Neuroprotective Effects of the Glucagon-Like Peptide-1 Analog Exenatide After Out-of-Hospital Cardiac Arrest: A Randomized Controlled Trial.
Wiberg, Sebastian MD; Hassager, Christian MD, DMSc; Schmidt, Henrik MD, DMSc; Thomsen, Jakob Hartvig MD; Frydland, Martin MD; Lindholm, Matias Greve MD, PhD; Hofsten, Dan Eik MD, PhD; Engstrom, Thomas MD, PhD, DMSc; Kober, Lars MD, DMSc; Moller, Jacob Eifer MD, PhD, DMSc; Kjaergaard, Jesper MD, PhD, DMSc
134(25):2115-2124, December 20, 2016.
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Background: In-hospital mortality in comatose patients resuscitated from out-of-hospital cardiac arrest (OHCA) is [almost equal to]50%. In OHCA patients, the leading cause of death is neurological injury secondary to ischemia and reperfusion. Glucagon-like peptide-1 analogs are approved for type 2 diabetes mellitus; preclinical and clinical data have suggested their organ-protective effects in patients with ischemia and reperfusion injury. The aim of this trial was to investigate the neuroprotective effects of the glucagon-like peptide-1 analog exenatide in resuscitated OHCA patients.
Methods: We randomly assigned 120 consecutive comatose patients resuscitated from OHCA in a double-blind, 2-center trial. They were administered 17.4 [mu]g exenatide (Byetta) or placebo over a 6-hour and 15-minute infusion, in addition to standardized intensive care including targeted temperature management. The coprimary end points were feasibility, defined as initiation of the study drug in >90% patients within 240 minutes of return of spontaneous circulation, and efficacy, defined as the geometric area under the neuron-specific enolase curve from 24 to 72 hours after admission. The main secondary end points included a composite end point of death and poor neurological function, defined as a Cerebral Performance Category score of 3 to 5 assessed at 30 and 180 days.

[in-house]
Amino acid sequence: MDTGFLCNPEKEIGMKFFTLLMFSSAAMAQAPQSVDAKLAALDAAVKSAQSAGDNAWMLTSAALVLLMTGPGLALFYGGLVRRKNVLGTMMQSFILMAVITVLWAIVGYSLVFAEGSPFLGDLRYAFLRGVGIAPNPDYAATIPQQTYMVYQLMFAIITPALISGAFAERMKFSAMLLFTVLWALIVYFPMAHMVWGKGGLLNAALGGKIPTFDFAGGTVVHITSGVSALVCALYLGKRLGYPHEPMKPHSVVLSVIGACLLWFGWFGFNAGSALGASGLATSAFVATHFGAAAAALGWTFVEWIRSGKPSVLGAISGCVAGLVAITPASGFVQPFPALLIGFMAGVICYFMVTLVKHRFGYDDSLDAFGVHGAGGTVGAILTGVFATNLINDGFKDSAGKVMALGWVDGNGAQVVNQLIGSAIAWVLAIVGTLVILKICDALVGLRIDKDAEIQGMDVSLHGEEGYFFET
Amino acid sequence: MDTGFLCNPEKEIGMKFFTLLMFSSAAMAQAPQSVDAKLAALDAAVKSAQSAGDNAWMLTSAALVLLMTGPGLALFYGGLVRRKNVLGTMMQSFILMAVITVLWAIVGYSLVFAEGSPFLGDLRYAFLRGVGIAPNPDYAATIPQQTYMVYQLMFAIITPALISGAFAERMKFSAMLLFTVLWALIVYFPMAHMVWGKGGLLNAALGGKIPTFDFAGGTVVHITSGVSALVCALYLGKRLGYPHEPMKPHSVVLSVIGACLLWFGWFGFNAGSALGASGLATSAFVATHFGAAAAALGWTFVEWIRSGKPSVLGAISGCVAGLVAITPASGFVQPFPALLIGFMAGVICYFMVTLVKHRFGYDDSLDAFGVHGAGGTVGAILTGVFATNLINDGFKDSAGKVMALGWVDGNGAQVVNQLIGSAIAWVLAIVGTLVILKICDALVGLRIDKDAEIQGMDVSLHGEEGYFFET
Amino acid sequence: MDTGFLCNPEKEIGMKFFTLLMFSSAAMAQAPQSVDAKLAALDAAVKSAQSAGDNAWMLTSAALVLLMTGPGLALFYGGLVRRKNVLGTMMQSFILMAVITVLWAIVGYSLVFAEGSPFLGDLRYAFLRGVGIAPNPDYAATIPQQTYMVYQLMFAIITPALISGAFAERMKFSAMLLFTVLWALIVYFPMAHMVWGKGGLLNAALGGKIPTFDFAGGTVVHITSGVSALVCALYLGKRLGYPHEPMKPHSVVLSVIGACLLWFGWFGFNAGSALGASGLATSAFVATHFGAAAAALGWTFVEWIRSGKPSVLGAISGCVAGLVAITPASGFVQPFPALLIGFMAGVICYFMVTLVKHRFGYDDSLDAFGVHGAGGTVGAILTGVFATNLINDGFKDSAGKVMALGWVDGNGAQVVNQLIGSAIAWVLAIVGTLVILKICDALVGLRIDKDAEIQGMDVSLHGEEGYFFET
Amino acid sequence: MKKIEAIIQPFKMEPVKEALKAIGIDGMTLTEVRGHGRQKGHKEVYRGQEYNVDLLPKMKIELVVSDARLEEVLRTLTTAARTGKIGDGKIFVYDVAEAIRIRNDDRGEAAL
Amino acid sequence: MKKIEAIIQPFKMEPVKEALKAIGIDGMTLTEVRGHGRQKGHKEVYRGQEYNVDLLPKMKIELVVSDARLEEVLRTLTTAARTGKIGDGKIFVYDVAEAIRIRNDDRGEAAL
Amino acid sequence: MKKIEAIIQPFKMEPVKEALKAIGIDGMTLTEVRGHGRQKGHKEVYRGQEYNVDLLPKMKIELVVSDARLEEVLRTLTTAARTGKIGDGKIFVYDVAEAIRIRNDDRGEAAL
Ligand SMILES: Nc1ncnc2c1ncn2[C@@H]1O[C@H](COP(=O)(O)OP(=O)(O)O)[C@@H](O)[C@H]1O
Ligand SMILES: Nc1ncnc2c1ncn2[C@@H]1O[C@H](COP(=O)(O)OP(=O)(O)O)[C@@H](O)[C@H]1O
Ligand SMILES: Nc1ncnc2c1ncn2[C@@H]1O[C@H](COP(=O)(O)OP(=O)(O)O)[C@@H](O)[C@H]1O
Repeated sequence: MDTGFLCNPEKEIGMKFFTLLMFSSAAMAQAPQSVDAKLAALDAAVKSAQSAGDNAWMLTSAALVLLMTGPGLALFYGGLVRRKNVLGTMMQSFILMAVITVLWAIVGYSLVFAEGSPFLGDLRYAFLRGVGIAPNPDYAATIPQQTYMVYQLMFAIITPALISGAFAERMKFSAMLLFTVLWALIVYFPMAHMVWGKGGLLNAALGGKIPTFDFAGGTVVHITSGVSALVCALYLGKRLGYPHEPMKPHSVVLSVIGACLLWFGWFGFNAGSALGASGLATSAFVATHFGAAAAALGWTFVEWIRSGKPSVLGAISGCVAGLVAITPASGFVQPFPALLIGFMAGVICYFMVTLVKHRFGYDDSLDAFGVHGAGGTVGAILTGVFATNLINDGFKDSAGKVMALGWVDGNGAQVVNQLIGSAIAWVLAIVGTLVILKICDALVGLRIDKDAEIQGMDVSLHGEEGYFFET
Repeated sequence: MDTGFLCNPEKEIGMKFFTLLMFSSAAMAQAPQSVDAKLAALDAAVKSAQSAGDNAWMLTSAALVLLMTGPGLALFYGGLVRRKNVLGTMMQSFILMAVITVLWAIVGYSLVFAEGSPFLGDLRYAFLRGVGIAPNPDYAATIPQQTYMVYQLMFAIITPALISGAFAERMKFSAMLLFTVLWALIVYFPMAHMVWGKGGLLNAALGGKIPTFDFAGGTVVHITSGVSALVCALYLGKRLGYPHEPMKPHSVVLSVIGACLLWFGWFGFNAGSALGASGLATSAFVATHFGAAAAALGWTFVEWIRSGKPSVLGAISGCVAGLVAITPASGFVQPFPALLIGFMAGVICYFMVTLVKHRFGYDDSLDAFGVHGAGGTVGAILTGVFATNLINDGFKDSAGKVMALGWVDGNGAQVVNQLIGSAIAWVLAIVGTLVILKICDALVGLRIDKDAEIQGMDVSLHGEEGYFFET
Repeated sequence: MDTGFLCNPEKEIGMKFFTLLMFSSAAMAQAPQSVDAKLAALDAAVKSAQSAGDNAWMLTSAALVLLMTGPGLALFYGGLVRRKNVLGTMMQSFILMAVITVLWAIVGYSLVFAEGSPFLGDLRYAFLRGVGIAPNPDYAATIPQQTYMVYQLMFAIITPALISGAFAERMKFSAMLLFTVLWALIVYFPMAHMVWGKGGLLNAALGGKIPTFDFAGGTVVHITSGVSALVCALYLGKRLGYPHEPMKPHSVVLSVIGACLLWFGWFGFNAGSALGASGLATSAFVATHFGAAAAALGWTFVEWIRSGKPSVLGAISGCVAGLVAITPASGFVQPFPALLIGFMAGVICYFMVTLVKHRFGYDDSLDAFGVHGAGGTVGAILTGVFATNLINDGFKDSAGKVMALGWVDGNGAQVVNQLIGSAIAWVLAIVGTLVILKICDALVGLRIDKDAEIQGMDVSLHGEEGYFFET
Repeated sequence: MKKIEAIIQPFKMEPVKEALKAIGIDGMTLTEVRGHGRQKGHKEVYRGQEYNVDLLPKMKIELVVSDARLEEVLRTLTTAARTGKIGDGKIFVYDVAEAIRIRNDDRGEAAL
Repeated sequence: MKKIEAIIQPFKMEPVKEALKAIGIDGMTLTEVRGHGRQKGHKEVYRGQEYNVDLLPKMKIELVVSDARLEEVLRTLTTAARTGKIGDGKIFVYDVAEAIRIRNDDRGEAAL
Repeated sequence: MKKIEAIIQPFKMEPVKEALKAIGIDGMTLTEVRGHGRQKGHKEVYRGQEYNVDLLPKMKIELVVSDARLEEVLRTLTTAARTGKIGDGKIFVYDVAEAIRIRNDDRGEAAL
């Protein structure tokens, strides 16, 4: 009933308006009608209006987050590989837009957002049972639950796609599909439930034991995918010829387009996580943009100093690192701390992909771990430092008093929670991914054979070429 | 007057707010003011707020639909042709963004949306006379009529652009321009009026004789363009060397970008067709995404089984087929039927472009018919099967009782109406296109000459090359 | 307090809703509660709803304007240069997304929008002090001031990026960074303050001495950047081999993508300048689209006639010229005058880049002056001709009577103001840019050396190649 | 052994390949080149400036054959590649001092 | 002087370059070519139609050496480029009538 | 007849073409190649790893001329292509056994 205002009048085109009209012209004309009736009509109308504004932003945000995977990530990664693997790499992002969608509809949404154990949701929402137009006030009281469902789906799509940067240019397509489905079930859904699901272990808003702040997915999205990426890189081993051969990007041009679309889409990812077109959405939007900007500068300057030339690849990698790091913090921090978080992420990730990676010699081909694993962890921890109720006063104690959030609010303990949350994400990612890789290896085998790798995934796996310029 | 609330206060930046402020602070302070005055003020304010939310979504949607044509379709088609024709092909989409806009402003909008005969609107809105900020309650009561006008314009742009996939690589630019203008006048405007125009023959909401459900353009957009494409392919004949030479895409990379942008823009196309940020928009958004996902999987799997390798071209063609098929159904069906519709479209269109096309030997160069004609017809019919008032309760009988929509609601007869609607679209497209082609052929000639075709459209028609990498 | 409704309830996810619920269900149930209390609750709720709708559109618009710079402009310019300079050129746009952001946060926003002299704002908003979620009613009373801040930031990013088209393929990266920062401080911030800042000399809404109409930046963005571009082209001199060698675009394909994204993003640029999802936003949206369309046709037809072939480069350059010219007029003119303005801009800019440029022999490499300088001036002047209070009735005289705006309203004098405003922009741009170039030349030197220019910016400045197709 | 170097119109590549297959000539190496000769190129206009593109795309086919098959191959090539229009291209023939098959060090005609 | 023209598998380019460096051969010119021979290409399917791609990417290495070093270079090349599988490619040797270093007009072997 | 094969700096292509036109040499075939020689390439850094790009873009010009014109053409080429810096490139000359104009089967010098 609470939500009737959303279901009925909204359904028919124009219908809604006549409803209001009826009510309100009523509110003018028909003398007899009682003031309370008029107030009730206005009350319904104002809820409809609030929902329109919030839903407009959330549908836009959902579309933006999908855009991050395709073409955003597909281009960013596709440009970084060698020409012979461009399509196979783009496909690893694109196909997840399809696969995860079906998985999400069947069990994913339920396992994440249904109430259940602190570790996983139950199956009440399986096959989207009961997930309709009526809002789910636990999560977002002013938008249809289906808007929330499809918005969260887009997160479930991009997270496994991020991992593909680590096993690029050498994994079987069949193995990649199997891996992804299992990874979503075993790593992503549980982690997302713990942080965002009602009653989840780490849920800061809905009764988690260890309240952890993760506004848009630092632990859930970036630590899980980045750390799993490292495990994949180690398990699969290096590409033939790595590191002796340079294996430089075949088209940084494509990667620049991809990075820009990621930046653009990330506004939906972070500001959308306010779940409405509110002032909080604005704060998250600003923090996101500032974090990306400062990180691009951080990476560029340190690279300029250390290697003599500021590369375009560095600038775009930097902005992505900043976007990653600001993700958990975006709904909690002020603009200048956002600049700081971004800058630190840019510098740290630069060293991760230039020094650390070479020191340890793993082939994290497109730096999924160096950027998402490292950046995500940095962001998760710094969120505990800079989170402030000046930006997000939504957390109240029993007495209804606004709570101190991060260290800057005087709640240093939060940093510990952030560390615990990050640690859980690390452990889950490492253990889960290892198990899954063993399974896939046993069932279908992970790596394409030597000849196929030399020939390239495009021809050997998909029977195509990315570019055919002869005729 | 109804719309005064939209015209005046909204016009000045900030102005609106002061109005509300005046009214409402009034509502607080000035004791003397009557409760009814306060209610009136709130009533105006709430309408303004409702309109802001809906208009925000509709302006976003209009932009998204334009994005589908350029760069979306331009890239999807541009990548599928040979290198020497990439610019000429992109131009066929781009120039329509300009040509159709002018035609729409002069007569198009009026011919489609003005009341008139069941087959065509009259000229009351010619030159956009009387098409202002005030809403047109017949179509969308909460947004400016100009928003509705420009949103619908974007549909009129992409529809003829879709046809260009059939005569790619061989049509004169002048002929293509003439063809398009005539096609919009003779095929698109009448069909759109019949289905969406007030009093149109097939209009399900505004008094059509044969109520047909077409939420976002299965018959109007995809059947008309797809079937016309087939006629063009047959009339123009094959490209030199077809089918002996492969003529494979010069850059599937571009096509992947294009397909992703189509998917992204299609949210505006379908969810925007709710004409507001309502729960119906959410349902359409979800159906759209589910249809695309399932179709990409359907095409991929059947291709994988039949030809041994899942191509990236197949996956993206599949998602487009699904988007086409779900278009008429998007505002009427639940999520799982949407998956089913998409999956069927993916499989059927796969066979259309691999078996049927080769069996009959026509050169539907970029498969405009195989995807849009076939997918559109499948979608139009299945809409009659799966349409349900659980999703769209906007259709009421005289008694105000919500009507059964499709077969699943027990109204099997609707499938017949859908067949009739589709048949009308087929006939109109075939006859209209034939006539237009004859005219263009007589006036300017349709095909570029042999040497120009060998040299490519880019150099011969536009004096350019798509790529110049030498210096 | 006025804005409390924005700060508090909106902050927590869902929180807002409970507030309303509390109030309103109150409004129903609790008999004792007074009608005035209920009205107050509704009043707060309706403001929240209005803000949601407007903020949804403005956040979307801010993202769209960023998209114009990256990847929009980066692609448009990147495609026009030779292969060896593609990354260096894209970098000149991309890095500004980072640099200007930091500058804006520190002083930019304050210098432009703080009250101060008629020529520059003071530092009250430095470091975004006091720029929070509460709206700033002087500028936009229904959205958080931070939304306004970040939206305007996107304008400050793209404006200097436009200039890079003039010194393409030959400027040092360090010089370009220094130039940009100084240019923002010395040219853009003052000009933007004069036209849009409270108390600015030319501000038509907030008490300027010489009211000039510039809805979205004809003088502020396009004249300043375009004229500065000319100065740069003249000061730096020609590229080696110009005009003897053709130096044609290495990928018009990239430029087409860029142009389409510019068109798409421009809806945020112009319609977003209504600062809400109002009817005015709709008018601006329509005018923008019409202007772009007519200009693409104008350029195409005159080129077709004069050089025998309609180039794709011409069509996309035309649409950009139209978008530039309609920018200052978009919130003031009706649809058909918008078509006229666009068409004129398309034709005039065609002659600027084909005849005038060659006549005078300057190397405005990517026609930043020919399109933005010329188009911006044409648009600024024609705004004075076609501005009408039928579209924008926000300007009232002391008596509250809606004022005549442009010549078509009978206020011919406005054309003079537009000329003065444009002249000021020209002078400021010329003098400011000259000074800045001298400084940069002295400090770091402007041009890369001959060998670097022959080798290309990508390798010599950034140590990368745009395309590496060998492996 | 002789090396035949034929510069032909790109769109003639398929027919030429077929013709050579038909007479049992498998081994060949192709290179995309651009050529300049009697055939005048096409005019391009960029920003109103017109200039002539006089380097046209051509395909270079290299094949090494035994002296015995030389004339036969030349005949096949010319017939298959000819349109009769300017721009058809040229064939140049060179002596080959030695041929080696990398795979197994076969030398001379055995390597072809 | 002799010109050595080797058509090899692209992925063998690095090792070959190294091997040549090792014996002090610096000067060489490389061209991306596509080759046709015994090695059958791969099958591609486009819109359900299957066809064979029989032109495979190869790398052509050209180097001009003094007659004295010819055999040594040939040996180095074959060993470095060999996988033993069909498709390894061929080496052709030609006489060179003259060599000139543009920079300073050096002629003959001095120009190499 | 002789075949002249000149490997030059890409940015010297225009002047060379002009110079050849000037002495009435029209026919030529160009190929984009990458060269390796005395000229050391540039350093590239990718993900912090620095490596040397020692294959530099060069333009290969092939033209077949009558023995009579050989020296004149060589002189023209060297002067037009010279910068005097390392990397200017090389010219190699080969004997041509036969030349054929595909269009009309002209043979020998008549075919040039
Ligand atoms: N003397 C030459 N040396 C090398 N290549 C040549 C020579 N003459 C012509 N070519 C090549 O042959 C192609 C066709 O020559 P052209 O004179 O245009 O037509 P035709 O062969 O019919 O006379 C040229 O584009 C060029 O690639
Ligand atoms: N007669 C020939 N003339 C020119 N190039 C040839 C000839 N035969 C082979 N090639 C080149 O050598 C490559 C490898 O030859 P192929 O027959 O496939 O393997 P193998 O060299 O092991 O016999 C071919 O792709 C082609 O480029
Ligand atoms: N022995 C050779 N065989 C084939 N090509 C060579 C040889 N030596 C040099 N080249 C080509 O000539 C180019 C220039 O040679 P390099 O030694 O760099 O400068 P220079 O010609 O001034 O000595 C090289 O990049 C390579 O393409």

Results: The study drug was initiated within 240 minutes of return of spontaneous circulation in 96% patients. The median blood glucose 8 hours after admission in patients receiving exenatide was lower than that in patients receiving placebo (5.8 [5.2-6.7] mmol/L versus 7.3 [6.2-8.7] mmol/L, P<0.0001). However, there were no significant differences in the area under the neuron-specific enolase curve, or a composite end point of death and poor neurological function between groups. Adverse events were rare with no significant difference between groups.
Conclusions: Acute administration of exenatide to comatose patients in the intensive care unit after OHCA is feasible and safe. Exenatide did not reduce neuron-specific enolase levels and did not significantly improve a composite end point of death and poor neurological function after 180 days.
Clinical Trial Registration: URL: http://www.clinicaltrials.gov. Unique identifier: NCT02442791.
(C) 2016 by the American College of Cardiology Foundation and the American Heart Association, Inc.